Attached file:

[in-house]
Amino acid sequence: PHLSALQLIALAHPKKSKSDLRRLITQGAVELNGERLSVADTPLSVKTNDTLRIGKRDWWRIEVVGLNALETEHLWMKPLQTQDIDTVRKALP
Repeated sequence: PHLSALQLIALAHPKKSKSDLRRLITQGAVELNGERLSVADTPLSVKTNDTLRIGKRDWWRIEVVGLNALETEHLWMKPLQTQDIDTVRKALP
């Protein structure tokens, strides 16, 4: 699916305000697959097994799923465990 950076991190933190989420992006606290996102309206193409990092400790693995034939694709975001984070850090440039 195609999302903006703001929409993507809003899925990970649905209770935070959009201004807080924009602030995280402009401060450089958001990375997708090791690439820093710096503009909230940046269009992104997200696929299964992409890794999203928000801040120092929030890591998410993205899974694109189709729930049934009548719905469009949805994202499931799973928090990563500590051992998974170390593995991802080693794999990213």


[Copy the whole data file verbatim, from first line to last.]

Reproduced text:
[in-house]
Amino acid sequence: PHLSALQLIALAHPKKSKSDLRRLITQGAVELNGERLSVADTPLSVKTNDTLRIGKRDWWRIEVVGLNALETEHLWMKPLQTQDIDTVRKALP
Repeated sequence: PHLSALQLIALAHPKKSKSDLRRLITQGAVELNGERLSVADTPLSVKTNDTLRIGKRDWWRIEVVGLNALETEHLWMKPLQTQDIDTVRKALP
């Protein structure tokens, strides 16, 4: 699916305000697959097994799923465990 950076991190933190989420992006606290996102309206193409990092400790693995034939694709975001984070850090440039 195609999302903006703001929409993507809003899925990970649905209770935070959009201004807080924009602030995280402009401060450089958001990375997708090791690439820093710096503009909230940046269009992104997200696929299964992409890794999203928000801040120092929030890591998410993205899974694109189709729930049934009548719905469009949805994202499931799973928090990563500590051992998974170390593995991802080693794999990213």